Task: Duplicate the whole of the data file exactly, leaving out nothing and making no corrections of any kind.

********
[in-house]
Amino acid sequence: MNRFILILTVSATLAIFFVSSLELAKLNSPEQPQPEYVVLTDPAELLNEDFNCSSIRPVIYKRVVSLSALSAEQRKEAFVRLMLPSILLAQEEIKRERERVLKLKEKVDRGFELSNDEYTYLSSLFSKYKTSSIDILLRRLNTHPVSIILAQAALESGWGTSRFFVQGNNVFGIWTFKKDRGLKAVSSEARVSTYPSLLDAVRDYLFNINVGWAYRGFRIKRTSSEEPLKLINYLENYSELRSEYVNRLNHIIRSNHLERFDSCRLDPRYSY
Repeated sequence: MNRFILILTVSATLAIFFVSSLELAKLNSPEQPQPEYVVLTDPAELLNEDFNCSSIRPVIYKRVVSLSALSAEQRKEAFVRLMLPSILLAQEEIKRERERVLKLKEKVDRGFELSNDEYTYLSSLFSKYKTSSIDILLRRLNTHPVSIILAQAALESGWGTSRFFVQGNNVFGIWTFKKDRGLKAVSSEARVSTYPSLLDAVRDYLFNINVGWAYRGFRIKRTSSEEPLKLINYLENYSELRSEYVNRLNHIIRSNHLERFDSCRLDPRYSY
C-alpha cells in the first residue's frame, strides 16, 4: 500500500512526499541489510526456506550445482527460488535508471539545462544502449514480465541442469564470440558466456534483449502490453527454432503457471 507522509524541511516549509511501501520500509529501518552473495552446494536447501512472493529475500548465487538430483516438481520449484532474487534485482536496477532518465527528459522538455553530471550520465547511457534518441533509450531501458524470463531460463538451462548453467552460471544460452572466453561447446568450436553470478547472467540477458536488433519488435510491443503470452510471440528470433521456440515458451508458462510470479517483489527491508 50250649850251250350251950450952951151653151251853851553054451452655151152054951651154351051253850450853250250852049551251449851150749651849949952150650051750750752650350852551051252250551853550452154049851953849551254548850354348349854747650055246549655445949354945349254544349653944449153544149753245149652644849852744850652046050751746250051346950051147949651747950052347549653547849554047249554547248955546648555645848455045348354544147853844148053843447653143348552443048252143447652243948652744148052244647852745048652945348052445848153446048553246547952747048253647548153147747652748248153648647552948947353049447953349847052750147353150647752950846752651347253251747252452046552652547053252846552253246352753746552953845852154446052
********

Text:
[in-house]
Amino acid sequence: MNRFILILTVSATLAIFFVSSLELAKLNSPEQPQPEYVVLTDPAELLNEDFNCSSIRPVIYKRVVSLSALSAEQRKEAFVRLMLPSILLAQEEIKRERERVLKLKEKVDRGFELSNDEYTYLSSLFSKYKTSSIDILLRRLNTHPVSIILAQAALESGWGTSRFFVQGNNVFGIWTFKKDRGLKAVSSEARVSTYPSLLDAVRDYLFNINVGWAYRGFRIKRTSSEEPLKLINYLENYSELRSEYVNRLNHIIRSNHLERFDSCRLDPRYSY
Repeated sequence: MNRFILILTVSATLAIFFVSSLELAKLNSPEQPQPEYVVLTDPAELLNEDFNCSSIRPVIYKRVVSLSALSAEQRKEAFVRLMLPSILLAQEEIKRERERVLKLKEKVDRGFELSNDEYTYLSSLFSKYKTSSIDILLRRLNTHPVSIILAQAALESGWGTSRFFVQGNNVFGIWTFKKDRGLKAVSSEARVSTYPSLLDAVRDYLFNINVGWAYRGFRIKRTSSEEPLKLINYLENYSELRSEYVNRLNHIIRSNHLERFDSCRLDPRYSY
C-alpha cells in the first residue's frame, strides 16, 4: 500500500512526499541489510526456506550445482527460488535508471539545462544502449514480465541442469564470440558466456534483449502490453527454432503457471 507522509524541511516549509511501501520500509529501518552473495552446494536447501512472493529475500548465487538430483516438481520449484532474487534485482536496477532518465527528459522538455553530471550520465547511457534518441533509450531501458524470463531460463538451462548453467552460471544460452572466453561447446568450436553470478547472467540477458536488433519488435510491443503470452510471440528470433521456440515458451508458462510470479517483489527491508 50250649850251250350251950450952951151653151251853851553054451452655151152054951651154351051253850450853250250852049551251449851150749651849949952150650051750750752650350852551051252250551853550452154049851953849551254548850354348349854747650055246549655445949354945349254544349653944449153544149753245149652644849852744850652046050751746250051346950051147949651747950052347549653547849554047249554547248955546648555645848455045348354544147853844148053843447653143348552443048252143447652243948652744148052244647852745048652945348052445848153446048553246547952747048253647548153147747652748248153648647552948947353049447953349847052750147353150647752950846752651347253251747252452046552652547053252846552253246352753746552953845852154446052